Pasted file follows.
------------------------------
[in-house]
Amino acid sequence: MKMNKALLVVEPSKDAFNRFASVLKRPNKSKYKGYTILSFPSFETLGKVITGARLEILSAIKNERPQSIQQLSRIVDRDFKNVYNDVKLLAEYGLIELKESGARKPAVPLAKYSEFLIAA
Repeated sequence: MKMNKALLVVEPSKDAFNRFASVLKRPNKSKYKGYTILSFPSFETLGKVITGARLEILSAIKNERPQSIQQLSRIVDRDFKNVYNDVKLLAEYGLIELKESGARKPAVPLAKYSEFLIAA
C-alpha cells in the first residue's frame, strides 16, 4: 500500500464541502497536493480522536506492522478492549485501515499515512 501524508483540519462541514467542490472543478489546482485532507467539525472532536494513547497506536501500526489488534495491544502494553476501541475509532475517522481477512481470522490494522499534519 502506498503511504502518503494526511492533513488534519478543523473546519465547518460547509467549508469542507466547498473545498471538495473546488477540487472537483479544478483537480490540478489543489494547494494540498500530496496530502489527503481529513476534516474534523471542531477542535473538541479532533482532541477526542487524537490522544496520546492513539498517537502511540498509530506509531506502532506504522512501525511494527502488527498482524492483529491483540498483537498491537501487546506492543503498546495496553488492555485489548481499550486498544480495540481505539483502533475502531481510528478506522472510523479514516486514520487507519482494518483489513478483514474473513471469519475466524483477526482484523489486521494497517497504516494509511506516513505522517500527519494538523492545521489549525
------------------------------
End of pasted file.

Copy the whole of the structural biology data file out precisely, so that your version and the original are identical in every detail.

[in-house]
Amino acid sequence: MKMNKALLVVEPSKDAFNRFASVLKRPNKSKYKGYTILSFPSFETLGKVITGARLEILSAIKNERPQSIQQLSRIVDRDFKNVYNDVKLLAEYGLIELKESGARKPAVPLAKYSEFLIAA
Repeated sequence: MKMNKALLVVEPSKDAFNRFASVLKRPNKSKYKGYTILSFPSFETLGKVITGARLEILSAIKNERPQSIQQLSRIVDRDFKNVYNDVKLLAEYGLIELKESGARKPAVPLAKYSEFLIAA
C-alpha cells in the first residue's frame, strides 16, 4: 500500500464541502497536493480522536506492522478492549485501515499515512 501524508483540519462541514467542490472543478489546482485532507467539525472532536494513547497506536501500526489488534495491544502494553476501541475509532475517522481477512481470522490494522499534519 502506498503511504502518503494526511492533513488534519478543523473546519465547518460547509467549508469542507466547498473545498471538495473546488477540487472537483479544478483537480490540478489543489494547494494540498500530496496530502489527503481529513476534516474534523471542531477542535473538541479532533482532541477526542487524537490522544496520546492513539498517537502511540498509530506509531506502532506504522512501525511494527502488527498482524492483529491483540498483537498491537501487546506492543503498546495496553488492555485489548481499550486498544480495540481505539483502533475502531481510528478506522472510523479514516486514520487507519482494518483489513478483514474473513471469519475466524483477526482484523489486521494497517497504516494509511506516513505522517500527519494538523492545521489549525